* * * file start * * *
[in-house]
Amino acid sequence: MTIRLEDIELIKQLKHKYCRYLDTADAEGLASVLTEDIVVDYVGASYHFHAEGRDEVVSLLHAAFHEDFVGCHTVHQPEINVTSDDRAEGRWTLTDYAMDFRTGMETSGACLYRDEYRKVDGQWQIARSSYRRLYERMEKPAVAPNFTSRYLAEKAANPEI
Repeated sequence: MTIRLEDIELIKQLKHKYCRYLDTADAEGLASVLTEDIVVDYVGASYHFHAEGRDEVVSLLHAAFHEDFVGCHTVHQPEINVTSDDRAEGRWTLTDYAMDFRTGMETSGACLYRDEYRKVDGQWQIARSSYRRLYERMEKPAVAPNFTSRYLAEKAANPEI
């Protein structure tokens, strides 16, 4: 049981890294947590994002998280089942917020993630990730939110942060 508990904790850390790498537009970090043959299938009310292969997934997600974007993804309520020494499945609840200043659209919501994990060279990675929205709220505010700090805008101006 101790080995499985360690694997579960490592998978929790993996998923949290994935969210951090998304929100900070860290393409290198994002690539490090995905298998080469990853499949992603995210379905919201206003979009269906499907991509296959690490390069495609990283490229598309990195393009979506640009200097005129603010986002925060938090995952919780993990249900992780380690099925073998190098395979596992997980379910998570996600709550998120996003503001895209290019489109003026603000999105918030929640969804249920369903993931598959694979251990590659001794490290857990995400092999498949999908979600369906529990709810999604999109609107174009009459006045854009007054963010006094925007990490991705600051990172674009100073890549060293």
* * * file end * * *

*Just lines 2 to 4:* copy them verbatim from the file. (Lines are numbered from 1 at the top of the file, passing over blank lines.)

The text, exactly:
Amino acid sequence: MTIRLEDIELIKQLKHKYCRYLDTADAEGLASVLTEDIVVDYVGASYHFHAEGRDEVVSLLHAAFHEDFVGCHTVHQPEINVTSDDRAEGRWTLTDYAMDFRTGMETSGACLYRDEYRKVDGQWQIARSSYRRLYERMEKPAVAPNFTSRYLAEKAANPEI
Repeated sequence: MTIRLEDIELIKQLKHKYCRYLDTADAEGLASVLTEDIVVDYVGASYHFHAEGRDEVVSLLHAAFHEDFVGCHTVHQPEINVTSDDRAEGRWTLTDYAMDFRTGMETSGACLYRDEYRKVDGQWQIARSSYRRLYERMEKPAVAPNFTSRYLAEKAANPEI
């Protein structure tokens, strides 16, 4: 049981890294947590994002998280089942917020993630990730939110942060 508990904790850390790498537009970090043959299938009310292969997934997600974007993804309520020494499945609840200043659209919501994990060279990675929205709220505010700090805008101006 101790080995499985360690694997579960490592998978929790993996998923949290994935969210951090998304929100900070860290393409290198994002690539490090995905298998080469990853499949992603995210379905919201206003979009269906499907991509296959690490390069495609990283490229598309990195393009979506640009200097005129603010986002925060938090995952919780993990249900992780380690099925073998190098395979596992997980379910998570996600709550998120996003503001895209290019489109003026603000999105918030929640969804249920369903993931598959694979251990590659001794490290857990995400092999498949999908979600369906529990709810999604999109609107174009009459006045854009007054963010006094925007990490991705600051990172674009100073890549060293």